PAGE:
Court Summons Cambodian Exam Whistleblower
A student who was accused of defamation for broadcasting claims that Cambodian Ministry of Justice officials took up to US$3 million in bribes to hand out passes in magistrate exams was questioned for a whole day at a Phnom Penh court late last week.
“I have arrived at the Phnom Penh Municipal Court to be ready to appear before the prosecution,” Kong Bunrith, a student at the Royal University of Law and Economics, posted on his Facebook page on Friday.
In a video he posted in January, Bunrith claimed that fellow schoolmates passed the exams by bribing officials up to $150,000. He gave out their names and publicly calculated the Ministry could have earned $3 million by selling passing grades.
Fifty-five recent judicial graduates reacted by rejecting Bunrith's accusations, saying he was out for revenge because he had failed the exam himself.
Bunrith was one of a small group of candidates who called out irregularities in November’s examination results. A complaint was filed with members of the parliament, but the government denied that the examination was unfair.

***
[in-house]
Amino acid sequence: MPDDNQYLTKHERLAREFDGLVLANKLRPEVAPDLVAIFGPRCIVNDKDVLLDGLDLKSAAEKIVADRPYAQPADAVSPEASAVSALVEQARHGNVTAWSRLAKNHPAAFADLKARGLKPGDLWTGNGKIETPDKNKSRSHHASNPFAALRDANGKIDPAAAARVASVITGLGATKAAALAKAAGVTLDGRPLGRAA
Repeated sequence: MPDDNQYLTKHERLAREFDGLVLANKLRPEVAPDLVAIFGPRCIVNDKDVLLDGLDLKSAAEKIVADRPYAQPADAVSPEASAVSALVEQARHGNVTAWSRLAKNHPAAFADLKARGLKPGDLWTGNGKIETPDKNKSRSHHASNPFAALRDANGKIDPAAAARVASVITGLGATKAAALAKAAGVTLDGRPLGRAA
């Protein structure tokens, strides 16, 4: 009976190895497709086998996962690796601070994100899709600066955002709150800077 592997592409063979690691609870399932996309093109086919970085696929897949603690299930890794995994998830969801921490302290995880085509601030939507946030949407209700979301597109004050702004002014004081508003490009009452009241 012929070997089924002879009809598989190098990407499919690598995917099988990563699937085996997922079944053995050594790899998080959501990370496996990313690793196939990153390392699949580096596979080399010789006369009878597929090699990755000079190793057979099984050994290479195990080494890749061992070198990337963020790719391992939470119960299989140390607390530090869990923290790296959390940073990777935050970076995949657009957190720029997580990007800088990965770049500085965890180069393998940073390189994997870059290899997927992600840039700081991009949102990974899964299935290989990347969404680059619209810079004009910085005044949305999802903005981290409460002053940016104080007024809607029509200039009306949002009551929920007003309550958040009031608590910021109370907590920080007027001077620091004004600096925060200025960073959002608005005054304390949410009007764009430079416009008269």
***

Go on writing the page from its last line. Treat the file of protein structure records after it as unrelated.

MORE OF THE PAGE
In the video he posted, Bunrith read denunciations that he claimed other magistrate candidates had sent him by private message. He told the Phnom Penh Post he “didn’t know whether they were true or not,” but that he believed they contained clues about potential corruption.
In corruption-plagued Cambodia, say experts, law is lucrative. Sophal Ear, a World Affairs professor at Occidental College in California, said cheating on exams has been endemic in the Cambodia educational system for decades.
“Lawyers are basically the middlemen between clients and courts, taking their share of bribes. Judges make even more money,” he told OCCRP. “One-hundred fifty thousand dollars to pass an exam that grants you... a job where you can make millions is not that much."
In his 2011 book, Cambodia’s Curse, journalist Joel Brinkley also described the systematic extortion of students. “Children who didn’t make the daily payments were likely to get bad grades. In some schools they were sent home or forced to stand in the corner until it was time to leave.”
That doesn’t help Cambodia’s schooling rate, easily one of the lowest in Asia. In this mostly rural country, a lot of kids leave school early above farm labor. According to The World Bank, only 40 percent of Cambodian children attend primary school. Of those, only 9 percent complete high school.
Since 2013, Cambodia’s Education Ministry has conducted a series of reforms designed to eradicate corruption in the education system. According to Ear, they weren’t efficient at all: “Any 'reform' will be co-opted. Too much money is on the line."
He said whistleblowers like Bunrith can become scapegoats for trying to raise awareness of corruption.
“It’s too difficult for one person to change," he said. "They will make an example of [him] for daring to expose corruption. If he doesn’t end up in jail, it’s likely it will cause him problems his whole life.
“He was very brave to speak up”.